That’s not to say that the Supreme Court was an especially democratic institution during this period. The United States did not become a liberal democracy until 1965, when the Voting Rights Act undercut Jim Crow voter suppression. The Seventeenth Amendment, which provides for direct election of senators, wasn’t ratified until 1913.
But, at the very least, McMahon’s data suggests that nominees that triggered real opposition within the “national governing alliances that historically dominated American politics” rarely got confirmed. And even when an outlier justice did slip through, that justice was unlikely to be joined by four similarly minded justices who would consistently place him in the majority.
This consensus-driven process has now broken down. “Since George W. Bush’s nomination of Harriett Miers in 2005,” McMahon writes, “every nominee has been contested in the Senate.” At least on the Republican side, nominees are now selected based on their loyalty to a deeply ideological agenda. And most of the Court’s Republican members were muscled through the Senate despite opposition from senators representing a majority of the nation.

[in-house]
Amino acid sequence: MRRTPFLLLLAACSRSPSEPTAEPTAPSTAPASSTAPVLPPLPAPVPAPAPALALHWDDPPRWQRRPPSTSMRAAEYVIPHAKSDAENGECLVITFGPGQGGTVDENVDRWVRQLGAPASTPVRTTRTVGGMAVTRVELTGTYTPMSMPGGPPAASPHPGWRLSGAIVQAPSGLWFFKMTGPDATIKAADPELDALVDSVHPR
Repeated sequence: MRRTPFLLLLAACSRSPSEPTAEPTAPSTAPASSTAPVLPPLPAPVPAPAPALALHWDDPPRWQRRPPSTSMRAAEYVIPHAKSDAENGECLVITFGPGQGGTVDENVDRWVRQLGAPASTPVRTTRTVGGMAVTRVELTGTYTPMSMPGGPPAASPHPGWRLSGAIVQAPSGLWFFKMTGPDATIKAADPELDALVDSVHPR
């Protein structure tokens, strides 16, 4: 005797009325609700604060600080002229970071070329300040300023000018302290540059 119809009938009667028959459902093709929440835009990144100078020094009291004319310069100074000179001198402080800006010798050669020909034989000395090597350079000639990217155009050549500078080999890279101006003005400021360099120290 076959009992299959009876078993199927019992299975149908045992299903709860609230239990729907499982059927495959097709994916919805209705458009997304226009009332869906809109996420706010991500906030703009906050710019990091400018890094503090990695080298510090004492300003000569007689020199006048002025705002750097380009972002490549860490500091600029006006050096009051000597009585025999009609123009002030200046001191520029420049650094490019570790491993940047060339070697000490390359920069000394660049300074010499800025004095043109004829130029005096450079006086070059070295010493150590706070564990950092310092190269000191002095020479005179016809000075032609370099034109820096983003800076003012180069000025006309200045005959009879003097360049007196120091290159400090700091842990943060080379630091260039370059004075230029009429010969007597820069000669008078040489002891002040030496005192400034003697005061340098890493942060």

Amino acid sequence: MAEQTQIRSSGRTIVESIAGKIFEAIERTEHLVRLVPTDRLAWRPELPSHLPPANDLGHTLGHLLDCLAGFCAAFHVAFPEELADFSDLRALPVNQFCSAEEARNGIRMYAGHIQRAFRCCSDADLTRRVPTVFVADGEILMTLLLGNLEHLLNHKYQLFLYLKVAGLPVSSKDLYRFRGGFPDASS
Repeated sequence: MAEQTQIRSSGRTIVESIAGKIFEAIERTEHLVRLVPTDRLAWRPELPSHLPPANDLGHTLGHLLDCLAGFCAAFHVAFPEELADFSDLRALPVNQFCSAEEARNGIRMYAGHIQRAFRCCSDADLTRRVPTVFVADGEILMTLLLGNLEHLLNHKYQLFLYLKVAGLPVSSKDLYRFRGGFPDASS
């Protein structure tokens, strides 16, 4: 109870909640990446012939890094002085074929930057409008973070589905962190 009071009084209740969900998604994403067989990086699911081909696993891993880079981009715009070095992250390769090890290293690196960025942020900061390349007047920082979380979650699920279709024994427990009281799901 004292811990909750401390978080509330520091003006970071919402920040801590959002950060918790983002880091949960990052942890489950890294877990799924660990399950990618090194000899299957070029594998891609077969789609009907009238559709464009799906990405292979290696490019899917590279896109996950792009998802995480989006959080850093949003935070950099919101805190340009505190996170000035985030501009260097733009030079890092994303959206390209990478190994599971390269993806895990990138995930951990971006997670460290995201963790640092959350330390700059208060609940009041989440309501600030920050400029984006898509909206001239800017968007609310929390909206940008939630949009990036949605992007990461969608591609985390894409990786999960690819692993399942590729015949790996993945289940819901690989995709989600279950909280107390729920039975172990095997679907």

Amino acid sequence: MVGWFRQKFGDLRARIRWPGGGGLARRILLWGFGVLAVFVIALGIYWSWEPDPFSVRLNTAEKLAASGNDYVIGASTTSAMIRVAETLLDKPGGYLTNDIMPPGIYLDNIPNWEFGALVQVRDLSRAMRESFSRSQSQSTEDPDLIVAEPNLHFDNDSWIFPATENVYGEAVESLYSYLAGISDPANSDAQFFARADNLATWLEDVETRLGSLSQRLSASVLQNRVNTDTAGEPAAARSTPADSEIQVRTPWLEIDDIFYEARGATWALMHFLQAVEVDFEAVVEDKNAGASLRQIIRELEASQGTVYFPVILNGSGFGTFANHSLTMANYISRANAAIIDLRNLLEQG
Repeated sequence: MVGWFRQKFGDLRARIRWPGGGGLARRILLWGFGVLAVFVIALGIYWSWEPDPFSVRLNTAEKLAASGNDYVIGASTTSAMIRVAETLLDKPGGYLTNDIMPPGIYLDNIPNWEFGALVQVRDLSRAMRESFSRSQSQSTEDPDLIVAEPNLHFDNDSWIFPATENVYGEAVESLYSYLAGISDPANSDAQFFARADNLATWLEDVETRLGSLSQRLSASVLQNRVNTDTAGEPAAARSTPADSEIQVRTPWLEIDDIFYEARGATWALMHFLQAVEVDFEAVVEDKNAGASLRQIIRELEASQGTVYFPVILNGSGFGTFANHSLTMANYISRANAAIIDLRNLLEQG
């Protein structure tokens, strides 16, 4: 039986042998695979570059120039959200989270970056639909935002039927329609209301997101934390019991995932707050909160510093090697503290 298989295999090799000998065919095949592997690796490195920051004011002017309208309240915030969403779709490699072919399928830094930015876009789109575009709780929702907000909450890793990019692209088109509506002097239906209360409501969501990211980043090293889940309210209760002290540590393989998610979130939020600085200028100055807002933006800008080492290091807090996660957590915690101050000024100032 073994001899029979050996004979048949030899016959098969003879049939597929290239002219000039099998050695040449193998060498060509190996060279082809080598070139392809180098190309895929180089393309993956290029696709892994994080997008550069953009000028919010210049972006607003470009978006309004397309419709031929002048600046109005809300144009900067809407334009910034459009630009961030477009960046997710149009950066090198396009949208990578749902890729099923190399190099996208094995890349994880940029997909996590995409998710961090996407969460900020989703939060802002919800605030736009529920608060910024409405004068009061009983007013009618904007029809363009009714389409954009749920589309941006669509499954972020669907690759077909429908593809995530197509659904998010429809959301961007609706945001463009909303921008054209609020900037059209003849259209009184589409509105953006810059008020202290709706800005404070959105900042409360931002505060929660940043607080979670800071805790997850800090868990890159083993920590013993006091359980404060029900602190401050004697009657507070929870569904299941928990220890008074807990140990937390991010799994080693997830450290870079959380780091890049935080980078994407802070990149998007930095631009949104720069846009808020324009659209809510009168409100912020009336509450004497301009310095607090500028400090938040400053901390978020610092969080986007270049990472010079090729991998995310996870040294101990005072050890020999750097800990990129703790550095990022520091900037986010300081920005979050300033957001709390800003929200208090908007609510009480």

It is unlikely, to say the least, that judges chosen in a polarized process that favors political might over consensus building will care very much about “the mainstreams of American life.” Many of them were placed on the Supreme Court for the very purpose of keeping the political mainstream from making policy.
If Kavanaugh is confirmed, the Supreme Court’s new majority will kill Roe v. Wade. Religious conservatives will almost certainly gain a special right to defy civil rights laws. Laws prohibiting race discrimination are likely to be gutted. Gerrymandering will thrive. Wealthy businessmen may literally gain the right to buy seats on their state’s supreme court.